The provision of body armor to troops deploying to Iraq demonstrates both the very real difficulties in properly assessing evolving operational requirements, as well industry’s ability to respond to those requirements once established. DoD body armor requirements increased greatly prior to combat operations in Afghanistan and Iraq, straining domestic industry’s ability to meet DoD warfighting requirements. In particularly short supply was the specialized ballistic backing material incorporated into the body armor. Between April 2002 and May 2003, the Department’s monthly requirements for the backing material quadrupled and the sole domestic source–Honeywell–was unable to keep up with the demand. Although not completed in time to support initial operations in Iraq, Dutch State Mines (headquartered in the Netherlands) built a new production facility for a comparable backing material in Greenville, North Carolina, significantly increasing domestic production capacity. Increased capacity for the backing material is absolutely essential because DoD requirements continue to evolve as body armor design advancements make enhanced protection possible.

The report also discusses key DOD programs to support that base, such as ManTech. If you want to know where manufacturing technology is headed, look at were DOD is putting its energies.
Which brings us to the second DOD report – Report of the Defense Science Board Task Force on Manufacturing Technology. That report hints at the future of manufacturing in one of the findings of their review of ManTech:

The question of how to affordably manufacture products based on next generation disruptive technologies is as important as establishing the technical capability. DOD invests far more on research and
development of new product technologies as compared to its investments in process technologies. But investment is needed in the capability to manufacture products that incorporate emerging, disruptive technologies–such as nano-based products–which offer promise for a quantum difference in warfighting capability within the
next decade. With more emphasis on production concerns early in development, such capabilities could be fielded quicker and more economically. Identifying such technologies is challenging, but could be informed by the peer review process previously mentioned.
In addition, DOD needs to invest in disruptive manufacturing process technologies–in particular, in timely access to affordable low-volume, state-of-the-art production capabilities. Solutions such as dual-use (civil and military) production or automated, multi-product “flexible manufacturing” need to be considered. Investments need to be made in prototypes and advanced concept technology demonstrations that address affordability (low cost) and rapid production of small quantity production.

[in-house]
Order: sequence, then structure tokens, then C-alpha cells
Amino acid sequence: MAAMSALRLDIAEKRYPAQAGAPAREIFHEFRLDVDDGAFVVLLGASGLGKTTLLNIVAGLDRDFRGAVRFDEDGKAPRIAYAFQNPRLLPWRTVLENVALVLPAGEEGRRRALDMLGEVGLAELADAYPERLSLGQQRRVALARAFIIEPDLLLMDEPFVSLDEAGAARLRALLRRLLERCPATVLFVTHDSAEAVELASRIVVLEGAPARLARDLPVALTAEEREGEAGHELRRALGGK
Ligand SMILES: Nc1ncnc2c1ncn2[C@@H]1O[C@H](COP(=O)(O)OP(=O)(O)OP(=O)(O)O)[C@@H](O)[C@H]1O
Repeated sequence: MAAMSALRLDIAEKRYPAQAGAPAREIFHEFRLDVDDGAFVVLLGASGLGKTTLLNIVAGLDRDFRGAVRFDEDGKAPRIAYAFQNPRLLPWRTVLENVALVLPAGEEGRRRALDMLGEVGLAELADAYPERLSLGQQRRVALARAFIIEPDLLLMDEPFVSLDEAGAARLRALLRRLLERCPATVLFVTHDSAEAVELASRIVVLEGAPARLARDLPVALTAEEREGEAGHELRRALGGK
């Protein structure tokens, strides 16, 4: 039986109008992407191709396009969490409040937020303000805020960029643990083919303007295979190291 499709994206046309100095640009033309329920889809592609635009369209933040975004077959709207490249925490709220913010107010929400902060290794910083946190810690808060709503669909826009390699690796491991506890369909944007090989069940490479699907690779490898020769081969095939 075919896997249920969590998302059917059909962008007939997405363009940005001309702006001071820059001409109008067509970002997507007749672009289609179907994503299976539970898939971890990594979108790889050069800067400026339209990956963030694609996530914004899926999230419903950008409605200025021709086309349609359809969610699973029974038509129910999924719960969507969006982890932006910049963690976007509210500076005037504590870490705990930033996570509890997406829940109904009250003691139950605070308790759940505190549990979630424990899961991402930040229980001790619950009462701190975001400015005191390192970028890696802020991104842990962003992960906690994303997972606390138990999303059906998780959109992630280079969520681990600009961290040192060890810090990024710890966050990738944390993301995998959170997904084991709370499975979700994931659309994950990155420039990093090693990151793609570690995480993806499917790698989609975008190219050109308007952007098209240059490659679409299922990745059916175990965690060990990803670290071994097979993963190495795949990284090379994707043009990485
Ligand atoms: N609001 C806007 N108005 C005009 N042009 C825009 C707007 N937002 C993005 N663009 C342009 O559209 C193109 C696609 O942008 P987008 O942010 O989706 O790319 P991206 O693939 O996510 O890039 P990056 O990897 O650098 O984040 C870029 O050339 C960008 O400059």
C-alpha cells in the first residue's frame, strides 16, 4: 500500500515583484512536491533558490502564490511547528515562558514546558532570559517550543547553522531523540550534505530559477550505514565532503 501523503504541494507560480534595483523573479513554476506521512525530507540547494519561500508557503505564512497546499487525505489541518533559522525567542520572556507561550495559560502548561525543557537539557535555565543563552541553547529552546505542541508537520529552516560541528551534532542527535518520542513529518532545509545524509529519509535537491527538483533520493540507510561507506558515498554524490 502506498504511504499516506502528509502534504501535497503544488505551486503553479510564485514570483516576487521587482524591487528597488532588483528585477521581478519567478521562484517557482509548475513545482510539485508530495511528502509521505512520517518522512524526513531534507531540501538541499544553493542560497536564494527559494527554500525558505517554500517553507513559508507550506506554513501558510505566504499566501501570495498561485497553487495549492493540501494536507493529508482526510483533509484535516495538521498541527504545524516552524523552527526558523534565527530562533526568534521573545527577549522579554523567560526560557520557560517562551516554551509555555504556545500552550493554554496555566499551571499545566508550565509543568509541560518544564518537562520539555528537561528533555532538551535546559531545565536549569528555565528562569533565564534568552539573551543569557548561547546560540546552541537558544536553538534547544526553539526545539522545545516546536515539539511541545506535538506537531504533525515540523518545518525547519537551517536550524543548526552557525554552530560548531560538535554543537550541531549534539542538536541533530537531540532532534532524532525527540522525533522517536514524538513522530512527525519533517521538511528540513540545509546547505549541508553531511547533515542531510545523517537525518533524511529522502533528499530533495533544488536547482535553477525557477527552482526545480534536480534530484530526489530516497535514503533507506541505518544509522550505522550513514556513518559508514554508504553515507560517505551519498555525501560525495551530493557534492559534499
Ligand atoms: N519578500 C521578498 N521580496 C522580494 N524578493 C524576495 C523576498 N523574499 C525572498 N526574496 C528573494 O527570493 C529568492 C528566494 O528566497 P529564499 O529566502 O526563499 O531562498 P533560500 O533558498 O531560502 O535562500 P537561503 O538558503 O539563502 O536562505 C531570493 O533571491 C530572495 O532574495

(emphasis in original)

Disruptive manufacturing process technologies. Now there is something to keep an eye on — as it will disrupt all of the projections and assumptions about the future of global manufacturing.

Growing manufacturing

What is the fate of manufacturing in the I-Cubed Economy? The answer to that question is not straightforward. Some believe that the American factory is headed the way of the dodo bird. The US can not compete with low wage manufacturing in other nations, especially with the cost of transportation of finished goods so low. The container ship changed the manufacturing calculus, forever some claim. “The world in a box” in The Economist relates the story of how containerization unleashed globalization:

Loading loose cargo, a back-breaking, laborious business, onto a medium-sized ship cost $5.83 a ton in 1956. McLean calculated that loading the Ideal-X [the first container ship] cost less than $0.16 a ton. All of a sudden, the cost of shipping products to another destination was no longer prohibitively expensive.
This opened up all sorts of possibilities. Instead of manufacturing goods locally, a company could afford to replace its overcrowded multi-storey factory in Brooklyn with one in Pennsylvania, where taxes, electricity and other costs were lower, and then ship its goods to New York in a container. Later the factory might move to Mexico; it is now probably in China.

That dynamic shows up in recent data (Wall Street Journal “U.S. ‘Birthrate’ For New Factories Is Steadily Falling”):

The rate of factory openings was 3.8% in the third quarter of 1992 and stayed above 3% for much of the rest of that decade. But in 1998, the rate began falling and hit 2.4% in the first quarter of 2005. Closings, meanwhile, have hovered around 3.5% for much of that period.

The net effect is fewer US factories.
Even when new manufacturing is taking place, it is at greenfield sites in the low cost south – where unionization and legacy health care costs are not an issue. (See the data in the Wall Street Journal First Shift, Second Shift… Southern Shift.)